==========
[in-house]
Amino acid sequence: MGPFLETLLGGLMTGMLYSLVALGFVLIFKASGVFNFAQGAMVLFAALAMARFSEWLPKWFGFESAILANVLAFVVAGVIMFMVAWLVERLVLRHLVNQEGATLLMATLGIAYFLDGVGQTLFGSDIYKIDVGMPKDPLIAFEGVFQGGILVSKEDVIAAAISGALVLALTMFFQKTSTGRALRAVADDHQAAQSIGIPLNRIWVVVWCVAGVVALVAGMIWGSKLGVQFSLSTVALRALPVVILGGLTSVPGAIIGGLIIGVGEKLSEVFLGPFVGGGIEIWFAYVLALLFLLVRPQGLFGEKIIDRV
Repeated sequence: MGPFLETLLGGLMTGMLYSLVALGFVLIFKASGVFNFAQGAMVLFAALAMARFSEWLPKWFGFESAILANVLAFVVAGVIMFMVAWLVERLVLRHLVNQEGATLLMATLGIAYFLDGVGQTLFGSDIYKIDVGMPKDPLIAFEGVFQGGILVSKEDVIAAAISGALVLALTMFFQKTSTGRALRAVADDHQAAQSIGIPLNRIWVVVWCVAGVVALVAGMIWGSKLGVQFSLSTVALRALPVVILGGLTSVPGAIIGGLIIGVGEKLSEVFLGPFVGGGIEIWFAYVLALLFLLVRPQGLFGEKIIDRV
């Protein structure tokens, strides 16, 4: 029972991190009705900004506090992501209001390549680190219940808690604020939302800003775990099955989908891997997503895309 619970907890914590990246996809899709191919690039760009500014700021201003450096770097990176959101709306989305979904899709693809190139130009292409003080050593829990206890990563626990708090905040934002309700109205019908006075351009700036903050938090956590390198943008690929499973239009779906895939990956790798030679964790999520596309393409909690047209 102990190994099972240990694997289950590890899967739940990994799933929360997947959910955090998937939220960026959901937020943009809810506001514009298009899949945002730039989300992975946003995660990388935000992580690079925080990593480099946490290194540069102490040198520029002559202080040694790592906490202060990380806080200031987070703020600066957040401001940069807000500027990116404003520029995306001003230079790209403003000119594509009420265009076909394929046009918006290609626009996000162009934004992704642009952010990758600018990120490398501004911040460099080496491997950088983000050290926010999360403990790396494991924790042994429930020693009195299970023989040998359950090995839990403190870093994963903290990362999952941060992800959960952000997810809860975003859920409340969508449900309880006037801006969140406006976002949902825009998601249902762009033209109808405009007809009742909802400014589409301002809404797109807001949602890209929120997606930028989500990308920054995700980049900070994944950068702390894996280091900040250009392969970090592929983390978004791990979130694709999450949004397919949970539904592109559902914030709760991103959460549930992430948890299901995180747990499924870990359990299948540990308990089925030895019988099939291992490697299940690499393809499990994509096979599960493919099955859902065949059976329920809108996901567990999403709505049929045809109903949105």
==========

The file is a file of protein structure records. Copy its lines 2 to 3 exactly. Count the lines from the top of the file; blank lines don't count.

Amino acid sequence: MGPFLETLLGGLMTGMLYSLVALGFVLIFKASGVFNFAQGAMVLFAALAMARFSEWLPKWFGFESAILANVLAFVVAGVIMFMVAWLVERLVLRHLVNQEGATLLMATLGIAYFLDGVGQTLFGSDIYKIDVGMPKDPLIAFEGVFQGGILVSKEDVIAAAISGALVLALTMFFQKTSTGRALRAVADDHQAAQSIGIPLNRIWVVVWCVAGVVALVAGMIWGSKLGVQFSLSTVALRALPVVILGGLTSVPGAIIGGLIIGVGEKLSEVFLGPFVGGGIEIWFAYVLALLFLLVRPQGLFGEKIIDRV
Repeated sequence: MGPFLETLLGGLMTGMLYSLVALGFVLIFKASGVFNFAQGAMVLFAALAMARFSEWLPKWFGFESAILANVLAFVVAGVIMFMVAWLVERLVLRHLVNQEGATLLMATLGIAYFLDGVGQTLFGSDIYKIDVGMPKDPLIAFEGVFQGGILVSKEDVIAAAISGALVLALTMFFQKTSTGRALRAVADDHQAAQSIGIPLNRIWVVVWCVAGVVALVAGMIWGSKLGVQFSLSTVALRALPVVILGGLTSVPGAIIGGLIIGVGEKLSEVFLGPFVGGGIEIWFAYVLALLFLLVRPQGLFGEKIIDRV